Mouth ulcers, also known as aphthous ulcers, are round or oval sores in the mouth that can be painful while brushing, eating or drinking. They typically occur on the inside of the lips or cheeks and are white, red, grey or yellow in colour, while being red and swollen around the edge. Although uncomfortable, emergency dental treatment for mouth ulcers is often not necessary. They are often harmless and very common, particularly in young adults and women. Most people have one or two ulcers a year. However, some individuals may have frequently recurring ulceration that can be quite vexing. Estimates show that ulcers affect one in five people in the UK.
Causes of Ulcers
Minor, single mouth ulcers occur from damage to the mouth, for example, when you accidentally bite the inside of your cheek from eating or from a sharp tooth. The cause of recurring ulcers is still not understood but it is most likely associated with a certain trigger or genetic vulnerability. Some triggers include stress and anxiety, hormonal changes, certain foods and quitting smoking.
Recurrent ulceration may be a sign of an underlying health condition too, such as Crohn’s disease of iron deficiency anaemia.
Mouth Ulcers Treatment
Mouth ulcers treatment is dependent on a number of factors including the amount of ulcers present, their size and the cause of ulceration. Treatment is often not necessary for minor mouth sores, as they tend to clear on their own within one to two weeks. However, large, unusually painful and persistent mouth sores may require medical care. Treatment options include:
If you have multiple ulcers, your doctor may prescribe a special mouth rinse containing a steroid named dexamethasone or lidocaine to reduce pain.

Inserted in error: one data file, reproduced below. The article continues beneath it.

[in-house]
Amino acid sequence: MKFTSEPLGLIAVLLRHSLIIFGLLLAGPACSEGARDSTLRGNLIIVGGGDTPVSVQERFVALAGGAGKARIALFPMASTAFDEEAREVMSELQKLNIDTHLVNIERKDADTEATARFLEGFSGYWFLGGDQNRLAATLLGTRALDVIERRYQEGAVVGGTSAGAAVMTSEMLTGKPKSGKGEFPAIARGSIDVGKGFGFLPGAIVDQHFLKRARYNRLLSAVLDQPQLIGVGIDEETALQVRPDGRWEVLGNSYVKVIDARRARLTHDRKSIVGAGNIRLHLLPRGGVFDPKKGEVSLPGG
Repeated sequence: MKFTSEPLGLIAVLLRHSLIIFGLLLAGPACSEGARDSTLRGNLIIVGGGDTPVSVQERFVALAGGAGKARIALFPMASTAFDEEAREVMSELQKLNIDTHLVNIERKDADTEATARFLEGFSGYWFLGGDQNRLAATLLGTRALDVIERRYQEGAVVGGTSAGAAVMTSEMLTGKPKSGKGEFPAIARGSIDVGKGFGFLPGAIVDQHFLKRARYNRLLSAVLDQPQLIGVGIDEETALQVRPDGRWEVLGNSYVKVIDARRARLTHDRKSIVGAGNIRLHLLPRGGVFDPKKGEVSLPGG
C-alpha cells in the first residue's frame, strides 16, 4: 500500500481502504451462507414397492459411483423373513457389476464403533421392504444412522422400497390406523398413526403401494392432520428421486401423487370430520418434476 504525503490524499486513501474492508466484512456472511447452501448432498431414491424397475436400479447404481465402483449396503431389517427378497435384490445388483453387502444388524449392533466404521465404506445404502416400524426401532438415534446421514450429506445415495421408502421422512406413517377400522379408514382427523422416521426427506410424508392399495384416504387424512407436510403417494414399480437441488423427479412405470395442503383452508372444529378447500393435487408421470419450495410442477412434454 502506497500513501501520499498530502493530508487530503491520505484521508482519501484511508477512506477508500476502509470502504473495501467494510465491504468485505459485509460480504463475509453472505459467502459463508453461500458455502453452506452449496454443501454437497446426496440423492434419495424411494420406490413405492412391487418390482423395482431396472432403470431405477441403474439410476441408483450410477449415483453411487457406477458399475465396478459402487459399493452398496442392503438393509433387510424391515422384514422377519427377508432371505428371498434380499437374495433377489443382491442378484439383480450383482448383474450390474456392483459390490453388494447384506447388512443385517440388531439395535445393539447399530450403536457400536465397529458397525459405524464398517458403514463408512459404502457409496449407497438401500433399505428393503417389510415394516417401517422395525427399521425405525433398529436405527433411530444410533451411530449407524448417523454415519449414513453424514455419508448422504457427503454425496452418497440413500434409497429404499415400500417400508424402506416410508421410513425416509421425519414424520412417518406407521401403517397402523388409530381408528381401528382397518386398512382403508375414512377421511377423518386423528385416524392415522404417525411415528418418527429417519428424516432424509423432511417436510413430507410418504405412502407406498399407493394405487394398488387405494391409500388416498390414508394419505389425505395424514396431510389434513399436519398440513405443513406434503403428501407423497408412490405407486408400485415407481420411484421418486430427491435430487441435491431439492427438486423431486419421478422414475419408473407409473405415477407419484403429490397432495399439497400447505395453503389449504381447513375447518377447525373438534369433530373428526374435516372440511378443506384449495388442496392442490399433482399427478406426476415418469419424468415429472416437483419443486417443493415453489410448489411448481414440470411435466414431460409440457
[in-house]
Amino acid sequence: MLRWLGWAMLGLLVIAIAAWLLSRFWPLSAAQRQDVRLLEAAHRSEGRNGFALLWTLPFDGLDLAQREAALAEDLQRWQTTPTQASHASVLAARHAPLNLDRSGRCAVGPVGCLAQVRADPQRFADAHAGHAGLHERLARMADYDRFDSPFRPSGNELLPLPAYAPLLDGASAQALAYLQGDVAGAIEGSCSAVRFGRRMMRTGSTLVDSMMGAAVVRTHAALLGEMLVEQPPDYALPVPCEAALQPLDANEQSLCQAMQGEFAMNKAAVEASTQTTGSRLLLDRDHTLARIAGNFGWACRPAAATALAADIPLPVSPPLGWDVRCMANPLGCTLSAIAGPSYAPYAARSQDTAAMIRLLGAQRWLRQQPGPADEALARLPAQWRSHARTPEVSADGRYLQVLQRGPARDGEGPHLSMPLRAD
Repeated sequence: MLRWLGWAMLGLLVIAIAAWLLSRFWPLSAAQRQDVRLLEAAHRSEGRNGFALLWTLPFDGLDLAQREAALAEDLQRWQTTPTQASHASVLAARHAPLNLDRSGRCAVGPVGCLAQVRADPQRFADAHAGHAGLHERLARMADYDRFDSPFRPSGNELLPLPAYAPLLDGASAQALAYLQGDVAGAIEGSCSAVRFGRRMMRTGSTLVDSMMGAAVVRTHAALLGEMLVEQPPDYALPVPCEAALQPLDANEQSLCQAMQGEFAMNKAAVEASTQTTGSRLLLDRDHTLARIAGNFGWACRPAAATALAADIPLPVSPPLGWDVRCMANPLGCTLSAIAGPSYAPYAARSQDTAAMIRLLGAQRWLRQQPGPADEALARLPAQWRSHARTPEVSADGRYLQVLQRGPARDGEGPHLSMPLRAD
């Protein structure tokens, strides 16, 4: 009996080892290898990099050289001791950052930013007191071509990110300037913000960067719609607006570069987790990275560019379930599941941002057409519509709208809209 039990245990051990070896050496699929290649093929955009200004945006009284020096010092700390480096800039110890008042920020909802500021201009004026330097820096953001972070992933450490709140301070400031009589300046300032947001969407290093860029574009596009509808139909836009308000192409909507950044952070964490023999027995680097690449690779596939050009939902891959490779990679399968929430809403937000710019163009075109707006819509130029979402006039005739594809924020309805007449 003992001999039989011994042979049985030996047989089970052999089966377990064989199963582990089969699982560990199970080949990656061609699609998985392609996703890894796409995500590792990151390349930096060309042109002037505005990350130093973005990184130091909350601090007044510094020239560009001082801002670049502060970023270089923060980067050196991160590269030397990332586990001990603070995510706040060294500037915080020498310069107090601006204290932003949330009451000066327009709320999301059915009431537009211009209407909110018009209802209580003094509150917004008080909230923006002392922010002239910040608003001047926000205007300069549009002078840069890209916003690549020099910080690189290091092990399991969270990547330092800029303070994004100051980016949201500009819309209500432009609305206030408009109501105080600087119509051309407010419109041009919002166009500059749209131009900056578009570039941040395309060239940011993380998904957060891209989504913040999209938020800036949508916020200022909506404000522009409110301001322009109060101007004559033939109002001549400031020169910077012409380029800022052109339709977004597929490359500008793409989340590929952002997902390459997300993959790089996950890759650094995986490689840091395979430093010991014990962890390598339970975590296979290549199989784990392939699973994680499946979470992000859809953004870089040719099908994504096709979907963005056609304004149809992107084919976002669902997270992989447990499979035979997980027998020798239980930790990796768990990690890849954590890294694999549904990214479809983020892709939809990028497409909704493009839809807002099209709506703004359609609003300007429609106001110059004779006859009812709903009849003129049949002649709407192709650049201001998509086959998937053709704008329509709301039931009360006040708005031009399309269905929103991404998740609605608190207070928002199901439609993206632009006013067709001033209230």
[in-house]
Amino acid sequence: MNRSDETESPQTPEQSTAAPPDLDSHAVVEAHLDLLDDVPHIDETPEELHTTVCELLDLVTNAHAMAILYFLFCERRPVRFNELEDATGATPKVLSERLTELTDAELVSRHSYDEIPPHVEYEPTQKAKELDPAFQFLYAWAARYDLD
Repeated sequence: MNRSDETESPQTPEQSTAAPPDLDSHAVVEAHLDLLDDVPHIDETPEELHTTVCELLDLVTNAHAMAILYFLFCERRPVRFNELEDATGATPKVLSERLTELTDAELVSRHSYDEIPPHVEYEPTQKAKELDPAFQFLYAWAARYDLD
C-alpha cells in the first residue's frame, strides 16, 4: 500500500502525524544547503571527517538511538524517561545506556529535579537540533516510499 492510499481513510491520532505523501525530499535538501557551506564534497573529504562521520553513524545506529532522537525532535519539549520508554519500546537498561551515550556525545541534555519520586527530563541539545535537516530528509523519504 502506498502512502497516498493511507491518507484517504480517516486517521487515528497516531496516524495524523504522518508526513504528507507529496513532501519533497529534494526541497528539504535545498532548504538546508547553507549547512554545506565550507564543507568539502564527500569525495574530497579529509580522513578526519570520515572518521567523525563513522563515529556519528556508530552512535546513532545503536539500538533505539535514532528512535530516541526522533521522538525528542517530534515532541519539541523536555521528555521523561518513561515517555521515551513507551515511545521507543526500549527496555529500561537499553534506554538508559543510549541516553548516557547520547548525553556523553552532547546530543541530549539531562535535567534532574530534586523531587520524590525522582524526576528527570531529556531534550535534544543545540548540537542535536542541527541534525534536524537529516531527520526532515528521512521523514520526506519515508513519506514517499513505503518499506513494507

Over the counter and prescription products that come in gel, cream or liquid form can be useful for mouth ulcer treatment. These products may help relieve pain and accelerate healing when applied to individual ulcers as soon as they occur. Several topical products are available for treating ulceration so make sure you talk to your dentist about what will work best for you.
Your dentist will prescribe oral medications if your mouth ulcers are severe or do not respond to the above treatments.
The dentist will use an instrument or chemical that will burn or destroy the tissue. Chemically cauterizing the ulcers can help speed up healing.
Your dentist may prescribe taking nutritional supplements if your diet is low on folic acid, vitamin B6, vitamin B12 or zinc.
If your ulceration is related to an underlying health issue, your doctor will treat that condition.
Mouth Ulcer Prevention
Since mouth ulcers typically recur in most individuals, it is important that you reduce their frequency with self-care techniques. Some helpful tips include:
Good oral hygiene
Brushing your teeth regularly, including after meals and flossing once a day will not only keep your mouth clean, but will also clear out food debris that might trigger an ulcer. Make sure you use a soft bristled brush to prevent irritation and avoid oral products containing sodium lauryl sulfate.
Consume healthy foods
Prevent nutritional deficiencies by maintaining a balanced diet with plenty of fruit, vegetables and whole grains.
Be careful about what you eat
Avoid foods that irritate your mouth. Some examples include chips, certain spices, nuts, pretzels, acidic fruits and salty foods.
Keep your mouth protected
If you are wearing any dental appliances, such as braces, talk to your dentist about covering the sharp edges with orthodontic waxes.
Stress is one of the known triggers for ulcers. Learn to battle stress with stress reduction techniques such as meditation, guided imagery, controlled breathing, yoga and aromatherapy.